Unlocking Potential: How to Develop Leadership Skills in Employees

Every organisation needs effective leaders to secure business growth. Leaders play a crucial role in managing and directing teams and employees towards productivity. But more importantly, leaders motivate and inspire people to do their best work because they find purpose and meaning in what they do.

While it is common for people to think that there are just natural-born leaders, more often than not, leaders are developed. Not everyone can or wants to be a leader but anyone with the willingness and self-awareness to commit to constant improvement can be a leader.

Being a leader is more than an executive position or a job title. A leader is a passionate individual with the ability to influence people positively to act on a shared goal. While organisations can’t give everyone leadership roles, they can instil leadership skills into the work culture. Below are 7 tips to unlock leadership skills in employees so everyone is a leader at work.

7 Tips to Unlock Leadership Skills in Employees

1. Identify the Leadership Skills Your Organisation Needs

Every organisation is unique and may require different skill sets from its employees. When planning your developmental strategies, consider the industry you belong to, the company culture you want to nurture, the size of your company and the roles of your employees, as well as your perceived challenges.

Here are some examples of leadership skills your organisation may want to develop:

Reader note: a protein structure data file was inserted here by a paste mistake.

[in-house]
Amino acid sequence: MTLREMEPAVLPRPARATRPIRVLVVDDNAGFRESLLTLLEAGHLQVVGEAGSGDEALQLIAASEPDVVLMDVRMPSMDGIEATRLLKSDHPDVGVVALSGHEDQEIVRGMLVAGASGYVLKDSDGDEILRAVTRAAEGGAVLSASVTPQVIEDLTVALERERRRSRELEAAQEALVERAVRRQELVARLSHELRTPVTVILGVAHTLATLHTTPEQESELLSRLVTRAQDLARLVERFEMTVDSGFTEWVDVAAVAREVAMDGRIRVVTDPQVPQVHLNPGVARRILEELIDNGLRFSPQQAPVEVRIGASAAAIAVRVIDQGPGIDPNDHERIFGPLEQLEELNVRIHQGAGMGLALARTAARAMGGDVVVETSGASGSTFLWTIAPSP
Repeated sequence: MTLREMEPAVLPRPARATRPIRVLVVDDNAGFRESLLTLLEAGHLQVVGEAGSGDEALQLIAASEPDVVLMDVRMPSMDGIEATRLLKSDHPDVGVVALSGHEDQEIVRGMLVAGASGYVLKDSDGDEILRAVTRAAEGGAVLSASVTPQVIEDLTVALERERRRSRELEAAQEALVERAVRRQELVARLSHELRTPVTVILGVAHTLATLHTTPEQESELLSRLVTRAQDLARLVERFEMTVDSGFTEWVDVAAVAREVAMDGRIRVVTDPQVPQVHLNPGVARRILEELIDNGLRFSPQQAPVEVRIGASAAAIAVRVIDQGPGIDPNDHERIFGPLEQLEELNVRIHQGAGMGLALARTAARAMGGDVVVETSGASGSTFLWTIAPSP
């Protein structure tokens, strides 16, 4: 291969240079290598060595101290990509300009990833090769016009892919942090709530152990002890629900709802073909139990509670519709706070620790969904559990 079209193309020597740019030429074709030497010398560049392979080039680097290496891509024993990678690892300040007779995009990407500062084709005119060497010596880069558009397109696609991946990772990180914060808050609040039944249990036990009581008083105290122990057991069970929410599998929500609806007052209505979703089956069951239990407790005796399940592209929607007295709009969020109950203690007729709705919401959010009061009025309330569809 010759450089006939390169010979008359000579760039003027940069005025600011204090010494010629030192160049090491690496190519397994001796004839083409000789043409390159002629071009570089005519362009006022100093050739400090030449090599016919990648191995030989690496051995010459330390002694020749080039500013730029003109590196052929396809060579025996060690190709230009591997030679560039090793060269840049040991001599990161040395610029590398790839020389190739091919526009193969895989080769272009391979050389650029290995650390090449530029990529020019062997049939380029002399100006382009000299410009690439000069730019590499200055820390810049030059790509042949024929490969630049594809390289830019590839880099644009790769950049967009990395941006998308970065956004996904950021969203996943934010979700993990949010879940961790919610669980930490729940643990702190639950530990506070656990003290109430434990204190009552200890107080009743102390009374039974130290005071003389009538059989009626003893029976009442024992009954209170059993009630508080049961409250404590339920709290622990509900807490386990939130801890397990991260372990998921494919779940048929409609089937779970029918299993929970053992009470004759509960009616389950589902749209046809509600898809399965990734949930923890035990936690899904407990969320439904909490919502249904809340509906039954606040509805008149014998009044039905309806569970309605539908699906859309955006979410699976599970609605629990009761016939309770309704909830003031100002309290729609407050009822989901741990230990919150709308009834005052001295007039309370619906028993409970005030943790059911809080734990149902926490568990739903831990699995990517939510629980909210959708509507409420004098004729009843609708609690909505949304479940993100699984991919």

• Ability to delegate work based on the strengths of their team members

  • Confidence in their abilities to inspire people to also do their best

  • Reliability to ensure everyone is following guidelines and meeting objectives

  • Communication is important in relaying information and giving feedback

  • Discernment to make tough choices under pressure

  • Innovative in developing solutions and promoting creativity

  • Empathy to understand what individuals need to succeed

  • Motivating those around them to commit to improvement

To demonstrate how you can pattern leadership skills to address organisational needs, imagine a startup with limited resources. They’ll need to train employees to be innovative so that everyone can contribute new ideas for products and services, or new ways to reach more customers. In the same way, organisations with high employee turnover may need leaders who have empathy to understand where the dissatisfaction stems from and propose initiatives to boost morale.

2. Invest in Employee Training